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Eyes Wide Open

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Eyes Wide Open

June, 2003

Robert Fripp and Adrian Belew''s Vision of the New King Crimson


By Barry Cleveland
King Crimson blew the minds of many a happy hippy with the release of In the Court of the Crimson King in 1969. The record skillfully melded hard rock, jazz, folk, classical, and other at-the-time almost entirely disparate musical idioms into an astonishingly coherent and potent amalgam. Thirty-four years later, after numerous personnel changes and two lengthy hiatuses, King Crimson has released The Power to Believe [Sanctuary]—a record that successfully fuses Crimson’s complex interlocking time signatures, bruising power chords, high-voltage solos, and otherworldly ambiences, with rhythmic and synthetic elements more characteristic of electronica and modern metal than so-called “progressive rock.”

The current incarnation of King Crimson (“Lineup VI,” in official Crimson nomenclature) is a quartet consisting of guitarist Robert Fripp, guitarist/vocalist Adrian Belew, Warr touch-style guitarist Trey Gunn (who plays bass and harmony simultaneously), and drummer Pat Mastelotto. The quartet was formed in 1999 after the demise of the previous sextet or “double-trio” lineup that included drummer Bill Bruford and bassist Tony Levin.

After releasing The ConstruKction of Light to lukewarm response in 2000, the quartet spent three years touring the world while simultaneously writing, refining, and eventually recording new material—a process which Fripp says involved intense effort and even “suffering,” but which culminated in Gunn and Mastelotto’s redefining the Crimson rhythm section.

“It’s a comment on the masterful nature of The Power to Believe that, when I listen to it, I am unable to detect the effort in its making,” proclaims Fripp. “One of the signs of a masterful statement is that it is one of effortless effort. If it sounds hard, you’re not quite getting there.”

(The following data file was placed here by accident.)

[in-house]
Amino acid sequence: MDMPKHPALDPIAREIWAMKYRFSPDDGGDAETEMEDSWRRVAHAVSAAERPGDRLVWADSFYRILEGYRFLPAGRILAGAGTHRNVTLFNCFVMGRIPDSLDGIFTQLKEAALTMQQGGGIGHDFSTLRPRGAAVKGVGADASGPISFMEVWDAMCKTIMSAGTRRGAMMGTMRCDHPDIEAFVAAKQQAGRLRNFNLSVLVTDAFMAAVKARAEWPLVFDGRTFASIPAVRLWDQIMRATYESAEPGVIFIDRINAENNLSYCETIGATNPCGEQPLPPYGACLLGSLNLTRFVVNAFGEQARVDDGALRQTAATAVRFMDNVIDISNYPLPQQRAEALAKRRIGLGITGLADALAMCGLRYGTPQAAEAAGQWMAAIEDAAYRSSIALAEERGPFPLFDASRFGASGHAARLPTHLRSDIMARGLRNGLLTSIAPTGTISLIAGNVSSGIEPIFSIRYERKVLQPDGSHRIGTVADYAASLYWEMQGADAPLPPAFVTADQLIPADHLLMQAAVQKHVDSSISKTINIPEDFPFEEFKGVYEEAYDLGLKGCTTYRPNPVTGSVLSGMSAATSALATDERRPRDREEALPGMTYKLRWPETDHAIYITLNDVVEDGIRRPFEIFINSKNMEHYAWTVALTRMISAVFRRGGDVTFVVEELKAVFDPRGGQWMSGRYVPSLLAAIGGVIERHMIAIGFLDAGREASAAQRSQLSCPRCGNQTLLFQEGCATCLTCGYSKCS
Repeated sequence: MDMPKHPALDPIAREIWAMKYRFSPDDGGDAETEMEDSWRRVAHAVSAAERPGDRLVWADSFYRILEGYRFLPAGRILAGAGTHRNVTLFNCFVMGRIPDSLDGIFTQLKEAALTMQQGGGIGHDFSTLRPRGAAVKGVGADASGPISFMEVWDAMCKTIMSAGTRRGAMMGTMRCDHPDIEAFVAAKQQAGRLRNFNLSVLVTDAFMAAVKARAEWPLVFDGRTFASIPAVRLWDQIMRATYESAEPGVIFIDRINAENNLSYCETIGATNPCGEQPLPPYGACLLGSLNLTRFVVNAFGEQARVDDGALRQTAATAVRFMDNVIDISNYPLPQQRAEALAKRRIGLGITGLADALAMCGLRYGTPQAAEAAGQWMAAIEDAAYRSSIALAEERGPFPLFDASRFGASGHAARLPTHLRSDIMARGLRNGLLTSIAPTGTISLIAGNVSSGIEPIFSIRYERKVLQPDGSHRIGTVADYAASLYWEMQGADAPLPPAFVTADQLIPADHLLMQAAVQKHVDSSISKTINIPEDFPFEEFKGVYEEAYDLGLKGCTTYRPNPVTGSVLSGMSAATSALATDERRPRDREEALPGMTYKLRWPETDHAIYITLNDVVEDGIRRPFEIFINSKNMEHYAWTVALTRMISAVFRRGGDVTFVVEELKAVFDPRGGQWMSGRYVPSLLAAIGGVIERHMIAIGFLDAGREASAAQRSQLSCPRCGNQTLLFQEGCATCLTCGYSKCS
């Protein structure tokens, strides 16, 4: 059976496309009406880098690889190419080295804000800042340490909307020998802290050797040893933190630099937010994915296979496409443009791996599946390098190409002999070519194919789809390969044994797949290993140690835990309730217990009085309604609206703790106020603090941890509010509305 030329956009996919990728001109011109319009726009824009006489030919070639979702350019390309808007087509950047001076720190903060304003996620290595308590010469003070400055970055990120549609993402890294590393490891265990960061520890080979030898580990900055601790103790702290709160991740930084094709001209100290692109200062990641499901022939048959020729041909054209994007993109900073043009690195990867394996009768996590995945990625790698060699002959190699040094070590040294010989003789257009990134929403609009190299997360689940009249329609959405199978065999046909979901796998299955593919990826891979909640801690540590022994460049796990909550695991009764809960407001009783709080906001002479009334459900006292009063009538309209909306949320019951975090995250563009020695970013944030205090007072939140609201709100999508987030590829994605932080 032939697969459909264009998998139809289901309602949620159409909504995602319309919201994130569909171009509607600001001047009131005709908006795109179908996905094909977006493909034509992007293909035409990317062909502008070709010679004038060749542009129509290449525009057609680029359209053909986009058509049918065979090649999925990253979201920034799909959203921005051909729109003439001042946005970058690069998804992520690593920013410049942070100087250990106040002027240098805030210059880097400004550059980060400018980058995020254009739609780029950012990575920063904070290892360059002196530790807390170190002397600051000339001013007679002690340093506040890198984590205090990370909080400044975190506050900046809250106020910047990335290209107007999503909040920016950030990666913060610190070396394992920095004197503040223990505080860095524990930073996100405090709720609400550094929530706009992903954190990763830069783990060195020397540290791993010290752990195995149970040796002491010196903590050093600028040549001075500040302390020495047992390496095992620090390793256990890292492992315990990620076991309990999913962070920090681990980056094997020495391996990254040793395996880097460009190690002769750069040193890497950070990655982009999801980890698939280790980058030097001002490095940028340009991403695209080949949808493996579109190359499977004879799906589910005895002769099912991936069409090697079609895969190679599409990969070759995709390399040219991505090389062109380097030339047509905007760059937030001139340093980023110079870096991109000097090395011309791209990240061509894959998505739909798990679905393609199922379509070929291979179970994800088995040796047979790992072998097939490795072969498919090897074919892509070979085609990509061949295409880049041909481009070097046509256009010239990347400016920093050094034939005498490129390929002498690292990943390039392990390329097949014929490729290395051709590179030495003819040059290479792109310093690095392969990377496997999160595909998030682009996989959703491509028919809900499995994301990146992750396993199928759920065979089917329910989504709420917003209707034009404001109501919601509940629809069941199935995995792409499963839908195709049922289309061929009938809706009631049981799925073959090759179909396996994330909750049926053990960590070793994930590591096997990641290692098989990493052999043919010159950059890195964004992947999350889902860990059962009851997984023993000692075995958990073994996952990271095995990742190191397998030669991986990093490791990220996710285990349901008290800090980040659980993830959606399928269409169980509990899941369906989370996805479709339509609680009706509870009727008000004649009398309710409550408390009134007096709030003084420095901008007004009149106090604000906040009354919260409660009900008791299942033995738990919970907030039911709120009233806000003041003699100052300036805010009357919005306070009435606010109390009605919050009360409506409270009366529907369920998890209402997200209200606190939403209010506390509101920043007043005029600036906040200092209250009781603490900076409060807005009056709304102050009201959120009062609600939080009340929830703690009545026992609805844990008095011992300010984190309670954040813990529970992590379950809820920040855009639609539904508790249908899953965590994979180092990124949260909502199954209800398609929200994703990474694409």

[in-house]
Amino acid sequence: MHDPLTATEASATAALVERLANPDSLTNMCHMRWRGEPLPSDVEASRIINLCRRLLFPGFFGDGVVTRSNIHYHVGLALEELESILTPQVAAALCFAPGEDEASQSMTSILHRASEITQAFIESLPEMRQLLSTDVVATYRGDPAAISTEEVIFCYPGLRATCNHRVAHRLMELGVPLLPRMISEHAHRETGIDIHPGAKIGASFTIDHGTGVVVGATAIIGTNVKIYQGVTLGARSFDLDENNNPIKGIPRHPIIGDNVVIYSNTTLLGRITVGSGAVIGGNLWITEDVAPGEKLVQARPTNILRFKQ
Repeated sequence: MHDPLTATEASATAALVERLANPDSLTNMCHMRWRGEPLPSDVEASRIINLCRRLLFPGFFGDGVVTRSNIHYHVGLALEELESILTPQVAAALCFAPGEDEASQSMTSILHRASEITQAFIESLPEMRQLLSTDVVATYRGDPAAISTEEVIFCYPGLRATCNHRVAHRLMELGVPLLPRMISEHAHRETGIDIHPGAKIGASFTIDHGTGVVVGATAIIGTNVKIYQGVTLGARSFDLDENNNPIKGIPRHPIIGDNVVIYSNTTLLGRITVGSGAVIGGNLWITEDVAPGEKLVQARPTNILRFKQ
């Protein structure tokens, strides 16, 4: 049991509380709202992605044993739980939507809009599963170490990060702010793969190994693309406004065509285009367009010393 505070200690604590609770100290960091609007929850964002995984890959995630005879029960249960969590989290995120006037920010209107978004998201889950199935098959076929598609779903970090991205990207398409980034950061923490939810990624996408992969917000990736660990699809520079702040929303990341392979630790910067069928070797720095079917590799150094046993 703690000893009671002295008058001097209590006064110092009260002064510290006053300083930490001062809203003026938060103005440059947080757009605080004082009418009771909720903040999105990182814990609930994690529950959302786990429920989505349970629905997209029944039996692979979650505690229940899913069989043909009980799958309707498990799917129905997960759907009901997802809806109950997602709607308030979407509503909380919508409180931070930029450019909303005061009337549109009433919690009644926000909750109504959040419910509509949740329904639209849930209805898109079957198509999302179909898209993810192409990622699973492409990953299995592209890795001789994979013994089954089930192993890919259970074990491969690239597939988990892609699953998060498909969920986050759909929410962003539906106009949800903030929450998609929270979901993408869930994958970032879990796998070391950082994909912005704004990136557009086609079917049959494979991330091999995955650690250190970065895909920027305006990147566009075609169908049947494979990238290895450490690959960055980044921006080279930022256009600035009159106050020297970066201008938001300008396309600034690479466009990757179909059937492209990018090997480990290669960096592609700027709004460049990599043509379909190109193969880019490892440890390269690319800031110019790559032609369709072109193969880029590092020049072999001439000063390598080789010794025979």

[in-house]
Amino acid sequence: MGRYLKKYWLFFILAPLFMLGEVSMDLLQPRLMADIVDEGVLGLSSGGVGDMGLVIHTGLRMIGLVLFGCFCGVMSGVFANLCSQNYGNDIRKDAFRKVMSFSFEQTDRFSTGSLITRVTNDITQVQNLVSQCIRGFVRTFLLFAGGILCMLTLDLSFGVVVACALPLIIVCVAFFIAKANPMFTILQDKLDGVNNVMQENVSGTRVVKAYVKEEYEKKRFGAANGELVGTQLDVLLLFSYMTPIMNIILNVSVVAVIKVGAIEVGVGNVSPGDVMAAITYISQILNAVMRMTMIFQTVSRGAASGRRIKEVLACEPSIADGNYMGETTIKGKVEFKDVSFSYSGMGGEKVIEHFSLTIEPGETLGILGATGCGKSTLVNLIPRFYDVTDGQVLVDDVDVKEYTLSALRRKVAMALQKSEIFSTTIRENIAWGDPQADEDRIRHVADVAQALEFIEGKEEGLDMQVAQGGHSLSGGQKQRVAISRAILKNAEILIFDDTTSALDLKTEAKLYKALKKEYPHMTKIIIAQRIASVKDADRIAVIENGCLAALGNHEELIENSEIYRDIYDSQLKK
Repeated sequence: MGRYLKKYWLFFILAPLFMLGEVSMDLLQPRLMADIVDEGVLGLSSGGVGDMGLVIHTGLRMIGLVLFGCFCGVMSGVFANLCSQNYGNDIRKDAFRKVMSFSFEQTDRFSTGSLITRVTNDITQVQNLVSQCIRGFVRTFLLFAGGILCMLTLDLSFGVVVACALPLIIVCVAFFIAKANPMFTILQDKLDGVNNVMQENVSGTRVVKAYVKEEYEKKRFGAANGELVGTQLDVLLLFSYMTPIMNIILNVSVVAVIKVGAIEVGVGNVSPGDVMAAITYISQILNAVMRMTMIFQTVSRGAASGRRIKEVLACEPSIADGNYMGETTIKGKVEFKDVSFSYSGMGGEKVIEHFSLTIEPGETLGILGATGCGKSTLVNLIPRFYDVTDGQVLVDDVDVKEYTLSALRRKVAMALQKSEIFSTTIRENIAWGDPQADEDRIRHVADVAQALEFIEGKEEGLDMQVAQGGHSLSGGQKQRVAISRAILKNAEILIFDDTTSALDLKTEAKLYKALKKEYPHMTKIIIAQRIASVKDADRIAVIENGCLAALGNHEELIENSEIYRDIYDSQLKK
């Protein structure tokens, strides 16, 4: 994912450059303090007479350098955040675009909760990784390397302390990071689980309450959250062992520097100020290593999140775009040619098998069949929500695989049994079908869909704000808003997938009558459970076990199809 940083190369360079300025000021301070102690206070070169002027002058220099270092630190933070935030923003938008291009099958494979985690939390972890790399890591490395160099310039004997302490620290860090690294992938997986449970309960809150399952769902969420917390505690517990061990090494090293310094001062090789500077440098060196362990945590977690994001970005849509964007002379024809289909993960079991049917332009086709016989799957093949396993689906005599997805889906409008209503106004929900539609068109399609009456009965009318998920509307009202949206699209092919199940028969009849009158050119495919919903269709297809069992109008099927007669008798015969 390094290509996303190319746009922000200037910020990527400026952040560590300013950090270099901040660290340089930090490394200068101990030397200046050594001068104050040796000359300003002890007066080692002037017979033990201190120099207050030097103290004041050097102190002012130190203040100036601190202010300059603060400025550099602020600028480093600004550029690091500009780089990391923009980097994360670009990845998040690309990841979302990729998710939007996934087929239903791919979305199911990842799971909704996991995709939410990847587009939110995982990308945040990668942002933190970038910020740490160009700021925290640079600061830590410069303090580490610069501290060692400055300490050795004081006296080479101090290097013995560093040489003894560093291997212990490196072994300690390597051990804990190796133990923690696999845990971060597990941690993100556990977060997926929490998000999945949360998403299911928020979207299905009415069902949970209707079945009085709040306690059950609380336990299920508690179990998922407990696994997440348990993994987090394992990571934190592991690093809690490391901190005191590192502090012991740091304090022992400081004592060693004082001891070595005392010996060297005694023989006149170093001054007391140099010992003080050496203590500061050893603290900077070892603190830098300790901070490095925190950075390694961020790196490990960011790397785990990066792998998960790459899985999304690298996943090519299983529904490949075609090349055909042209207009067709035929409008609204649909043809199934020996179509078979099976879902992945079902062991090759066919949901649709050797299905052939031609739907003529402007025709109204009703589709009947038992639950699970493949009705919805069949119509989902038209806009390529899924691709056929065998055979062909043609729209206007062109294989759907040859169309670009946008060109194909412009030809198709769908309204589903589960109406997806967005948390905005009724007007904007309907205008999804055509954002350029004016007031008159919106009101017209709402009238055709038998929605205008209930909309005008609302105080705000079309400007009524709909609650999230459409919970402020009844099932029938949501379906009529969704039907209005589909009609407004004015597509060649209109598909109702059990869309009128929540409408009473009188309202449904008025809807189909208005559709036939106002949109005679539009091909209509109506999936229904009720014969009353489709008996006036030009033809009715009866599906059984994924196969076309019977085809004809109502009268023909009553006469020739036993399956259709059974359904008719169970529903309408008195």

I spoke with Belew and Fripp separately, and the interviews reflected the marked contrast in the two guitarist’s personalities. Belew comes across as friendly, easygoing, and exceedingly forthcoming. Fripp projects an air of sphinx-like inscrutability that might reasonably be interpreted as pompous self-absorption—and he was somewhat evasive at times. But while Fripp may be wily, he is also a sincere and sensitive individual possessing piercing intelligence and an understated sense of humor that is frequently leveled at himself.

Robert Fripp: The Enigma
To what do you attribute the longevity and success of your partnership with Adrian?

We’re very different. Adrian is American, and I’m English. Adrian is outward-going, and I’m inward-going. Adrian is wonderful company, and I’m not the person I would invite to my own party. Adrian is all that you could ever ask for in a front man or as a rhythm player, and you would seek me for neither.

Your system of guitar playing consists of numerous very clearly defined concepts and principles—many of which extend beyond technique to the way in which one leads one’s life. To what extent have you shared those ideas with Adrian?
Not at all. Adrian doesn’t come to me with any of that in mind, and I don’t go to Adrian with any wish or need to present it to him. Adrian is his own person with his own background, and he doesn’t need any of my advice as to what to do with his life.

What have you learned from working with him?
I continue to be astonished by what he can do. The energy and power he brings to bear are utterly astonishing.

Let’s move on to some standard Guitar Player questions.
I’m not the person to ask.

By “standard” I just mean the kinds of things that Guitar Player readers are interested in.
Well, I’ll tell you what—if they interest me, I’ll answer them. And if they don’t, I won’t. Is that a deal?